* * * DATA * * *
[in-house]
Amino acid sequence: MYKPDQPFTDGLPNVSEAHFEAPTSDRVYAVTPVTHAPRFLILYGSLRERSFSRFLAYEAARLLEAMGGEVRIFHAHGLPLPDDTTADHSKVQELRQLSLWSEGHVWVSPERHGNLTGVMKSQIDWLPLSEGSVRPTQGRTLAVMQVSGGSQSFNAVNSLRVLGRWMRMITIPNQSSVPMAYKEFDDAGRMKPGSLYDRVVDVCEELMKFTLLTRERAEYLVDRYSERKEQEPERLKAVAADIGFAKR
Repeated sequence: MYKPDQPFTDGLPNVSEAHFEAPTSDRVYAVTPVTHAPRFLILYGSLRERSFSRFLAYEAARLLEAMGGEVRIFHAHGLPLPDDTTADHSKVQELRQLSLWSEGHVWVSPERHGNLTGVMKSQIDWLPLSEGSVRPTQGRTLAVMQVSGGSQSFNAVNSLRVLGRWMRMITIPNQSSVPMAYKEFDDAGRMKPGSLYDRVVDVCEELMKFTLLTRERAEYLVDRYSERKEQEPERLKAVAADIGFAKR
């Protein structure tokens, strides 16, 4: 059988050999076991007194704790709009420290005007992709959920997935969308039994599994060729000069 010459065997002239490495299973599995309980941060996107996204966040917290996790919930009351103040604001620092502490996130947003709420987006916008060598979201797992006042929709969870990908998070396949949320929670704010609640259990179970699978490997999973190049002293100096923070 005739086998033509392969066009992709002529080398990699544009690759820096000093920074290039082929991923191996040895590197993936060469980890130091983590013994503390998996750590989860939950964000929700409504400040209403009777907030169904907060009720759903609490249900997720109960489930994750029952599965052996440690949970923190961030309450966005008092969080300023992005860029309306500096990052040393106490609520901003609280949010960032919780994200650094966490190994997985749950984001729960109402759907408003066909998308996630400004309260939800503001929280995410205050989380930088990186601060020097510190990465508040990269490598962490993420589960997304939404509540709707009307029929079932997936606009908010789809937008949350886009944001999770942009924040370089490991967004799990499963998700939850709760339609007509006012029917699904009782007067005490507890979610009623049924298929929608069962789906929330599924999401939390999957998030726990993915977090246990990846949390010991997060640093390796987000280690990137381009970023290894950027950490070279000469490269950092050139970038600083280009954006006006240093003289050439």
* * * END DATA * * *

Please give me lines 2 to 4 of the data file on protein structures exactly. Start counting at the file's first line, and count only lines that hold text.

Amino acid sequence: MYKPDQPFTDGLPNVSEAHFEAPTSDRVYAVTPVTHAPRFLILYGSLRERSFSRFLAYEAARLLEAMGGEVRIFHAHGLPLPDDTTADHSKVQELRQLSLWSEGHVWVSPERHGNLTGVMKSQIDWLPLSEGSVRPTQGRTLAVMQVSGGSQSFNAVNSLRVLGRWMRMITIPNQSSVPMAYKEFDDAGRMKPGSLYDRVVDVCEELMKFTLLTRERAEYLVDRYSERKEQEPERLKAVAADIGFAKR
Repeated sequence: MYKPDQPFTDGLPNVSEAHFEAPTSDRVYAVTPVTHAPRFLILYGSLRERSFSRFLAYEAARLLEAMGGEVRIFHAHGLPLPDDTTADHSKVQELRQLSLWSEGHVWVSPERHGNLTGVMKSQIDWLPLSEGSVRPTQGRTLAVMQVSGGSQSFNAVNSLRVLGRWMRMITIPNQSSVPMAYKEFDDAGRMKPGSLYDRVVDVCEELMKFTLLTRERAEYLVDRYSERKEQEPERLKAVAADIGFAKR
């Protein structure tokens, strides 16, 4: 059988050999076991007194704790709009420290005007992709959920997935969308039994599994060729000069 010459065997002239490495299973599995309980941060996107996204966040917290996790919930009351103040604001620092502490996130947003709420987006916008060598979201797992006042929709969870990908998070396949949320929670704010609640259990179970699978490997999973190049002293100096923070 005739086998033509392969066009992709002529080398990699544009690759820096000093920074290039082929991923191996040895590197993936060469980890130091983590013994503390998996750590989860939950964000929700409504400040209403009777907030169904907060009720759903609490249900997720109960489930994750029952599965052996440690949970923190961030309450966005008092969080300023992005860029309306500096990052040393106490609520901003609280949010960032919780994200650094966490190994997985749950984001729960109402759907408003066909998308996630400004309260939800503001929280995410205050989380930088990186601060020097510190990465508040990269490598962490993420589960997304939404509540709707009307029929079932997936606009908010789809937008949350886009944001999770942009924040370089490991967004799990499963998700939850709760339609007509006012029917699904009782007067005490507890979610009623049924298929929608069962789906929330599924999401939390999957998030726990993915977090246990990846949390010991997060640093390796987000280690990137381009970023290894950027950490070279000469490269950092050139970038600083280009954006006006240093003289050439």